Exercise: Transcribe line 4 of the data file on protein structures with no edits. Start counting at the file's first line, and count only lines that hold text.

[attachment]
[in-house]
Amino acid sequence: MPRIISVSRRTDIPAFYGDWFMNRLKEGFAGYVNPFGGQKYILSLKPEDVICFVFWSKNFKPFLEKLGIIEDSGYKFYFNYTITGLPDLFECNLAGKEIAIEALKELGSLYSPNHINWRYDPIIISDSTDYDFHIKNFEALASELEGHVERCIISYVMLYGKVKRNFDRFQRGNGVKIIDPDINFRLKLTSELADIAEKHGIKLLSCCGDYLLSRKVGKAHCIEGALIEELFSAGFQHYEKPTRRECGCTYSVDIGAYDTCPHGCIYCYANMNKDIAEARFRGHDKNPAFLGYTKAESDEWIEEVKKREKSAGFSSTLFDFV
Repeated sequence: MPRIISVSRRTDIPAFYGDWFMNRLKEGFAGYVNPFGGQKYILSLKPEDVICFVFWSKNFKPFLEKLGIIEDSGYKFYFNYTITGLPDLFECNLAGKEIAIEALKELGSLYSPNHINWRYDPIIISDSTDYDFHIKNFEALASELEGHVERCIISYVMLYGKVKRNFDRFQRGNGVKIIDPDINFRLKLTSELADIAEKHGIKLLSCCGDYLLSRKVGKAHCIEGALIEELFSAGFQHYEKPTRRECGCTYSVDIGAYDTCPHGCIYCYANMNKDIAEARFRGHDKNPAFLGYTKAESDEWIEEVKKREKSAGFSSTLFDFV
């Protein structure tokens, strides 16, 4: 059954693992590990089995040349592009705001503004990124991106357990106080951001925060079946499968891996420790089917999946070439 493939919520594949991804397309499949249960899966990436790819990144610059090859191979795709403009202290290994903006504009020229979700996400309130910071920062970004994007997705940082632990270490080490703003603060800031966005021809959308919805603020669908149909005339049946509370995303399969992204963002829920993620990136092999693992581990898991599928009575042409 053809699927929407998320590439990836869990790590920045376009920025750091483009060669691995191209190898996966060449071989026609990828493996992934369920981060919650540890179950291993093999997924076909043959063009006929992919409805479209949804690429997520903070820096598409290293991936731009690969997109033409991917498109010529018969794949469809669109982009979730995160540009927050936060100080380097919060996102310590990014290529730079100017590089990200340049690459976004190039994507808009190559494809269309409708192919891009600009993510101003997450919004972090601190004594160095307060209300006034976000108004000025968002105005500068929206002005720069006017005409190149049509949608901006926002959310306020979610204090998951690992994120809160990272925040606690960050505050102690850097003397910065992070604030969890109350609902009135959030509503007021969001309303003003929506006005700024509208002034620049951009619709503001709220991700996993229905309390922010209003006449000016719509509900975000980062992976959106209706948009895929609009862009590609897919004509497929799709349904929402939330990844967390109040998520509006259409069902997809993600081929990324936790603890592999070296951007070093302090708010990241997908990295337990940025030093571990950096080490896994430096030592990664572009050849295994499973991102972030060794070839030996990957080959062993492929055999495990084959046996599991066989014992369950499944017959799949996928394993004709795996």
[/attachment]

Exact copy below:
């Protein structure tokens, strides 16, 4: 059954693992590990089995040349592009705001503004990124991106357990106080951001925060079946499968891996420790089917999946070439 493939919520594949991804397309499949249960899966990436790819990144610059090859191979795709403009202290290994903006504009020229979700996400309130910071920062970004994007997705940082632990270490080490703003603060800031966005021809959308919805603020669908149909005339049946509370995303399969992204963002829920993620990136092999693992581990898991599928009575042409 053809699927929407998320590439990836869990790590920045376009920025750091483009060669691995191209190898996966060449071989026609990828493996992934369920981060919650540890179950291993093999997924076909043959063009006929992919409805479209949804690429997520903070820096598409290293991936731009690969997109033409991917498109010529018969794949469809669109982009979730995160540009927050936060100080380097919060996102310590990014290529730079100017590089990200340049690459976004190039994507808009190559494809269309409708192919891009600009993510101003997450919004972090601190004594160095307060209300006034976000108004000025968002105005500068929206002005720069006017005409190149049509949608901006926002959310306020979610204090998951690992994120809160990272925040606690960050505050102690850097003397910065992070604030969890109350609902009135959030509503007021969001309303003003929506006005700024509208002034620049951009619709503001709220991700996993229905309390922010209003006449000016719509509900975000980062992976959106209706948009895929609009862009590609897919004509497929799709349904929402939330990844967390109040998520509006259409069902997809993600081929990324936790603890592999070296951007070093302090708010990241997908990295337990940025030093571990950096080490896994430096030592990664572009050849295994499973991102972030060794070839030996990957080959062993492929055999495990084959046996599991066989014992369950499944017959799949996928394993004709795996």